Curator’s Corner

African American History Month 2021 IV

By Karl Cole, posted on Feb 22, 2021

My African American History month celebration continues with the work of feminist/activist artist Adrian Piper. She is a pioneer in exploring gender stereotypes, racial stereotypes, and prejudices through her artwork.


Conceptual artwork by Adrian Piper titled The Mythic Being: I / You / Us (1976). Six repeated black and white photographs of figure with a white t-shirt to drawn additions of a dark shirt, sunglasses, and facial hair.
Adrian Piper (born 1948, U.S.), The Mythic Being: I / You / Us, 1975. Photostats with charcoal additions, each 14 1/8" x 11" (36 x 28 cm). Image courtesy of the Artist. © 2021 Adrian Piper. (8S-20945)

 

In 1973, Piper created an alter-ego, the Mythic Being, who became the basis of a pioneering series of performances and photo-based works. She transformed herself into the Mythic Being by donning an Afro wig, sunglasses, and mustache and adopting behavior conventionally identified as masculine. Piper then explored how she and others responded to the Mythic Being. The piece includes photographs taken of her as her alter ego on which she inserted thought bubbles (e.g., “I embody everything you most hate and fear”).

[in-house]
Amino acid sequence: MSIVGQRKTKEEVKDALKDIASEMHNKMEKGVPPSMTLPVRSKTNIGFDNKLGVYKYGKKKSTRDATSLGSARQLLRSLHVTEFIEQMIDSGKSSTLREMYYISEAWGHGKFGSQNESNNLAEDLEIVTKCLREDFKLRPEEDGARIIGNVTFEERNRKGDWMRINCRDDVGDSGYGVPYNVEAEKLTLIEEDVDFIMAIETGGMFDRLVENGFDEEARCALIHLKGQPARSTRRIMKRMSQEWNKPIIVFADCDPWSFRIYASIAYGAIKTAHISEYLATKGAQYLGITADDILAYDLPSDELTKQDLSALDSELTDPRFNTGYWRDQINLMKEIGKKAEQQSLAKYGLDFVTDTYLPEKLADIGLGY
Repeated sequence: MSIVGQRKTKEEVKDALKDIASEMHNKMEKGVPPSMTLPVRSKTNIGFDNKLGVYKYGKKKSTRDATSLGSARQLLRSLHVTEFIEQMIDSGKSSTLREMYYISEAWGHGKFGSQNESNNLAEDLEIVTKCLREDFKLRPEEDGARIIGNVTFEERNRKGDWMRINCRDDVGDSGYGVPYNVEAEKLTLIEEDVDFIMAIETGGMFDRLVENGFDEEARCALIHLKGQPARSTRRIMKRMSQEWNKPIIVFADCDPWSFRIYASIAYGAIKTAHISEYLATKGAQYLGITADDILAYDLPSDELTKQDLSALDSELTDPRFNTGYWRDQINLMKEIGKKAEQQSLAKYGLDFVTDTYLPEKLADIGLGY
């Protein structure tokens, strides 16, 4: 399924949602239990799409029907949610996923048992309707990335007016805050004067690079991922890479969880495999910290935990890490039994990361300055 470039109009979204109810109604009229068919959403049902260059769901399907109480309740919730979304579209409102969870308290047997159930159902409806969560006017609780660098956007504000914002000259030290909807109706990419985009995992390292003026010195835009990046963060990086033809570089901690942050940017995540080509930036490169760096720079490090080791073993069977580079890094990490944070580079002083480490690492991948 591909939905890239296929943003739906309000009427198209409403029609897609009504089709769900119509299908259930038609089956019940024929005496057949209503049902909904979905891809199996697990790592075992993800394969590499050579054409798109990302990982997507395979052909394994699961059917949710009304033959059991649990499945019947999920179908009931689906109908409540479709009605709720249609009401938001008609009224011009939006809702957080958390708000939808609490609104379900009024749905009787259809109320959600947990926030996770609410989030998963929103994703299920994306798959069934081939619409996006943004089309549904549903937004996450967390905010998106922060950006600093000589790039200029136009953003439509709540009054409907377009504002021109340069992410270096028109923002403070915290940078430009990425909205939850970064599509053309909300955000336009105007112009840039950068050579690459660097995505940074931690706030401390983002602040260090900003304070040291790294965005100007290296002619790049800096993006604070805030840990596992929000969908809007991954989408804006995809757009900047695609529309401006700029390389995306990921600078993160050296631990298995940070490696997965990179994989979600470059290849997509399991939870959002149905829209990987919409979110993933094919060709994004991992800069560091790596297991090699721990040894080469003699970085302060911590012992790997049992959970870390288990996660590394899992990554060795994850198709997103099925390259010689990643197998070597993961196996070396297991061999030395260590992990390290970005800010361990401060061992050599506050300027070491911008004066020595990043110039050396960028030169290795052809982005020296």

Conceptual aesthetic was Piper’s chosen art form to express her point of view. In Conceptualism, the idea—or, in many cases, written word—was more important than the finished work of art. Piper transformed the Conceptual art practices common in the period, infusing them with strong personal and political—rather than philosophical—content.

Piper was born in New York of mixed African, Indian, and European ancestry and lived in Harlem. Pivotal events in her young adulthood were the questioning of African American neighbors about her light skin and not being "black enough." The absurdity of racial categorizations in American culture led race and gender to be the chief focus of her art.

Studying at the Art Students League during high school, Piper then studied sculpture at New York University. She began exhibiting her work at twenty, going on to receive degrees in Philosophy and musicology, and ultimately a PhD in Philosophy from Harvard in 1981. In the 1970s she began exploring ideas that would come to define her body of work, delving into controversial topics of ethnocentrism, race, and gender. She often did this in autobiographical fashion through photographs and collages. In 2014, she received an Art Lifetime Achievement award from the Women's Caucus of Art.